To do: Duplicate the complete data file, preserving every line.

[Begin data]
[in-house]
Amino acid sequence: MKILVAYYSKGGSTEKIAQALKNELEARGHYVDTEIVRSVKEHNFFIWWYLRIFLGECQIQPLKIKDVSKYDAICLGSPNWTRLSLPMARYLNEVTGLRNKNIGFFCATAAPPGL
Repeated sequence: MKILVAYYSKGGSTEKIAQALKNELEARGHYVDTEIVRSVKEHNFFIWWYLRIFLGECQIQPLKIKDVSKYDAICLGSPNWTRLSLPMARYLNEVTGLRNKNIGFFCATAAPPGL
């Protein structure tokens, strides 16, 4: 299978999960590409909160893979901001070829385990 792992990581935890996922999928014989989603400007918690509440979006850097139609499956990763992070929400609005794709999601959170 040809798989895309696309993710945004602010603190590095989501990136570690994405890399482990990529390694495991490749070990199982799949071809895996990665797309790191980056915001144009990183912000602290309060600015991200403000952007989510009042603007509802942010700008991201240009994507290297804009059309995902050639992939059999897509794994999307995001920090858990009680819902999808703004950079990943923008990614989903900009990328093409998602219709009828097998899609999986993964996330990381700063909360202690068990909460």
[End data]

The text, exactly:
[in-house]
Amino acid sequence: MKILVAYYSKGGSTEKIAQALKNELEARGHYVDTEIVRSVKEHNFFIWWYLRIFLGECQIQPLKIKDVSKYDAICLGSPNWTRLSLPMARYLNEVTGLRNKNIGFFCATAAPPGL
Repeated sequence: MKILVAYYSKGGSTEKIAQALKNELEARGHYVDTEIVRSVKEHNFFIWWYLRIFLGECQIQPLKIKDVSKYDAICLGSPNWTRLSLPMARYLNEVTGLRNKNIGFFCATAAPPGL
């Protein structure tokens, strides 16, 4: 299978999960590409909160893979901001070829385990 792992990581935890996922999928014989989603400007918690509440979006850097139609499956990763992070929400609005794709999601959170 040809798989895309696309993710945004602010603190590095989501990136570690994405890399482990990529390694495991490749070990199982799949071809895996990665797309790191980056915001144009990183912000602290309060600015991200403000952007989510009042603007509802942010700008991201240009994507290297804009059309995902050639992939059999897509794994999307995001920090858990009680819902999808703004950079990943923008990614989903900009990328093409998602219709009828097998899609999986993964996330990381700063909360202690068990909460």